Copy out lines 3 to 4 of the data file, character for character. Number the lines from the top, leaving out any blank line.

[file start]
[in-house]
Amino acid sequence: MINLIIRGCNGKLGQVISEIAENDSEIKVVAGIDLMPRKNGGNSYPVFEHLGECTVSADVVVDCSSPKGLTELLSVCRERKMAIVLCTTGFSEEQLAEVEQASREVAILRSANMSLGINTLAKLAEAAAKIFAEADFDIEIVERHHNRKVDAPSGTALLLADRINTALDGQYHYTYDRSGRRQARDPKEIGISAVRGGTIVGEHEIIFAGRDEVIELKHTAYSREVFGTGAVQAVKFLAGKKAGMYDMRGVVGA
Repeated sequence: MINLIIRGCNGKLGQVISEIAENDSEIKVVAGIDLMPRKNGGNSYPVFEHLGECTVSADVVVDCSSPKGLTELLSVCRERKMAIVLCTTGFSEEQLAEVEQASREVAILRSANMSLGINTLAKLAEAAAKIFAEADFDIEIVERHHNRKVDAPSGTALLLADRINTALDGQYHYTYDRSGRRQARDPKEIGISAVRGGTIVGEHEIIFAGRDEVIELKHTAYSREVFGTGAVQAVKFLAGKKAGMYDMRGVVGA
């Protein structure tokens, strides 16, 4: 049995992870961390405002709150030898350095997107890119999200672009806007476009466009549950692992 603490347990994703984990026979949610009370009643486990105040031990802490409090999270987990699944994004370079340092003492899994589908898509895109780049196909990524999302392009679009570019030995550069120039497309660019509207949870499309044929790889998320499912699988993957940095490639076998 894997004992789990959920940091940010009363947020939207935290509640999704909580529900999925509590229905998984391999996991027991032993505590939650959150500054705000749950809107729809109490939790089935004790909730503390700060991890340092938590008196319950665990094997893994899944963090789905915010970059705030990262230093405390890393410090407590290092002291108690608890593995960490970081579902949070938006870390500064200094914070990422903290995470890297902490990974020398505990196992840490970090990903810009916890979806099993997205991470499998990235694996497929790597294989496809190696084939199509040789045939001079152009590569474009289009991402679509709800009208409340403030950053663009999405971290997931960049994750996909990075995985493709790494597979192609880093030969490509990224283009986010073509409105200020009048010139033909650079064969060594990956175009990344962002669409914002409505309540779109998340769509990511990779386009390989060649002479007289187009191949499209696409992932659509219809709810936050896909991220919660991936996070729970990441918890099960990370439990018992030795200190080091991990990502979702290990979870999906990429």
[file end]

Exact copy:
Repeated sequence: MINLIIRGCNGKLGQVISEIAENDSEIKVVAGIDLMPRKNGGNSYPVFEHLGECTVSADVVVDCSSPKGLTELLSVCRERKMAIVLCTTGFSEEQLAEVEQASREVAILRSANMSLGINTLAKLAEAAAKIFAEADFDIEIVERHHNRKVDAPSGTALLLADRINTALDGQYHYTYDRSGRRQARDPKEIGISAVRGGTIVGEHEIIFAGRDEVIELKHTAYSREVFGTGAVQAVKFLAGKKAGMYDMRGVVGA
């Protein structure tokens, strides 16, 4: 049995992870961390405002709150030898350095997107890119999200672009806007476009466009549950692992 603490347990994703984990026979949610009370009643486990105040031990802490409090999270987990699944994004370079340092003492899994589908898509895109780049196909990524999302392009679009570019030995550069120039497309660019509207949870499309044929790889998320499912699988993957940095490639076998 894997004992789990959920940091940010009363947020939207935290509640999704909580529900999925509590229905998984391999996991027991032993505590939650959150500054705000749950809107729809109490939790089935004790909730503390700060991890340092938590008196319950665990094997893994899944963090789905915010970059705030990262230093405390890393410090407590290092002291108690608890593995960490970081579902949070938006870390500064200094914070990422903290995470890297902490990974020398505990196992840490970090990903810009916890979806099993997205991470499998990235694996497929790597294989496809190696084939199509040789045939001079152009590569474009289009991402679509709800009208409340403030950053663009999405971290997931960049994750996909990075995985493709790494597979192609880093030969490509990224283009986010073509409105200020009048010139033909650079064969060594990956175009990344962002669409914002409505309540779109998340769509990511990779386009390989060649002479007289187009191949499209696409992932659509219809709810936050896909991220919660991936996070729970990441918890099960990370439990018992030795200190080091991990990502979702290990979870999906990429």